I have taught writing, English for academic purposes, art history and museum studies. I approach all of my classes, whatever the topic, as a co-learner with my students and engage with them in dialogic processes of creating knowledge together. This page contains examples of the variety of courses I've created and taught over the years.
The most challenging and rewarding course I have ever led was a summer study abroad program in Kenya for Seoul National University (SNU) students that I developed and co-taught with my husband, David Wright. "SNU in Kenya" was sponsored by the SNU Office of International Affairs, and the 28 enrolled students each received six credit hours from the Department of Archaeology and Art History, College of Humanities. Our experiential learning curriculum was organized into three modules: (1) African Landscapes and Human Evolution, (2) Development Studies of Africa, and (3) Art and Culture of East Africa (view full syllabus). We visited museums, rock art sites, community centers, universities, and archaeological sites in Nairobi and western Kenya, and welcomed a variety of guest lecturers from across academia and industry. One of our students, SeungMin Hong, made a video that nicely summarizes the summer's adventures.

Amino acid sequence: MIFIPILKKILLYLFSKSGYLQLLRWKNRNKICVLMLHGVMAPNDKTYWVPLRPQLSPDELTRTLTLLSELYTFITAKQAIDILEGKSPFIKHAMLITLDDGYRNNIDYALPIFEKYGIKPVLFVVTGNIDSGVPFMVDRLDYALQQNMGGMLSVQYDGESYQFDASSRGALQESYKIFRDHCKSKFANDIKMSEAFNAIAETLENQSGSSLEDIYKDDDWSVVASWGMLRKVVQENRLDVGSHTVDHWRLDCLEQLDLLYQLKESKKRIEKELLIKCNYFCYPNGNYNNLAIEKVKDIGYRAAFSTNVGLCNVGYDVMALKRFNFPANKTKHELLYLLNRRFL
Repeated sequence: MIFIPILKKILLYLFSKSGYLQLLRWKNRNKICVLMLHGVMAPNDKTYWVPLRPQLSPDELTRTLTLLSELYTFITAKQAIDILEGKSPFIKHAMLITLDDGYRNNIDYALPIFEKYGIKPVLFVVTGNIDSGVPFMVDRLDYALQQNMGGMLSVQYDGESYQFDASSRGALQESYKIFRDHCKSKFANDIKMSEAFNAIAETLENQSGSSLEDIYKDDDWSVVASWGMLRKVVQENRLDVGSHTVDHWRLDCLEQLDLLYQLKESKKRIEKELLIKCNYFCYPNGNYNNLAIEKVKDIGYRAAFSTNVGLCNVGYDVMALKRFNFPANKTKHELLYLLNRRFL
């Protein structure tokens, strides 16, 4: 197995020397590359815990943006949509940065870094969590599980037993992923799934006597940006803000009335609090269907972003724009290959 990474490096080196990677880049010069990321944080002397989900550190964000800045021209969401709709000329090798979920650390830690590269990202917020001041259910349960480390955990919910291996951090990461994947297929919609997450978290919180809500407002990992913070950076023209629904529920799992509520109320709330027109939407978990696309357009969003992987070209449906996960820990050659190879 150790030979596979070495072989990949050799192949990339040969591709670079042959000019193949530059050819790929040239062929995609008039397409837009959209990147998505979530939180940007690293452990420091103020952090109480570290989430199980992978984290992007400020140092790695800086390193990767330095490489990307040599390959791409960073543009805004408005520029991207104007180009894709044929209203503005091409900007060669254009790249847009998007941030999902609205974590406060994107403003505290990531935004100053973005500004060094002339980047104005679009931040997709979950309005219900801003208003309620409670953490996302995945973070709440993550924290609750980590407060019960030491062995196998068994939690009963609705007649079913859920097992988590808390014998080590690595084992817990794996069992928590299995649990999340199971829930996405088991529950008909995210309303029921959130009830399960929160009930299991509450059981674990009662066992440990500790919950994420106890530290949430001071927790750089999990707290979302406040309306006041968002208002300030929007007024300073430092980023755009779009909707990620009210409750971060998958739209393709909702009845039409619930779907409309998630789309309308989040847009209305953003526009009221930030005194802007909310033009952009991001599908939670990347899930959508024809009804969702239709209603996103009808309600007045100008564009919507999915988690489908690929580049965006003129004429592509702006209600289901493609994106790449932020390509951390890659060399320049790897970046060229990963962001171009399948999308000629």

As an adjunct instructor in art history at SNU, I developed and taught an introductory course for undergraduates that surveyed broad periods of art from the Paleolithic period to the present day and explored classifications of "Western" versus "Eastern" art. As adjunct faculty at Arizona State University (ASU), I created and taught a graduate seminar in Museum Studies, "Museology 2.0," to explore uses of technology in museum settings through site visits and a collaborative assignment with the exhibit-planning seminar in the same program to create a multimedia component for an exhibit at the ASU Museum of Anthropology.
I currently teach writing and English for academic purposes in the College English Program at SNU using topics related to globalization and cultural exchange as points of inquiry (see example syllabus). I previously taught similar courses at Ewha Women's University where I also collaborated with the Office of International Programs at Drexel University in Philadelphia to create a global classroom initiative between Drexel and Ewha.
While completing coursework and a qualifying paper for my master’s degree in rhetoric at UIC, I developed curriculum for courses in college composition using sources from the academic, social, and cultural communities of Chicago. Examining and evaluating specific aspects of these communities encouraged students to negotiate skills such as summary, synthesis and analysis. Using the city as a resource enabled students to develop personal connections to their work and draw from their own experiences as a means of analysis, thus demonstrating how knowledge is situated and constructed. The following are examples of courses I created at UIC that used community-based curriculum to teach research and writing skills for undergraduate students: Art, Community and Social Change in Chicago and Beyond Hull-House: Settlements and Social Reform.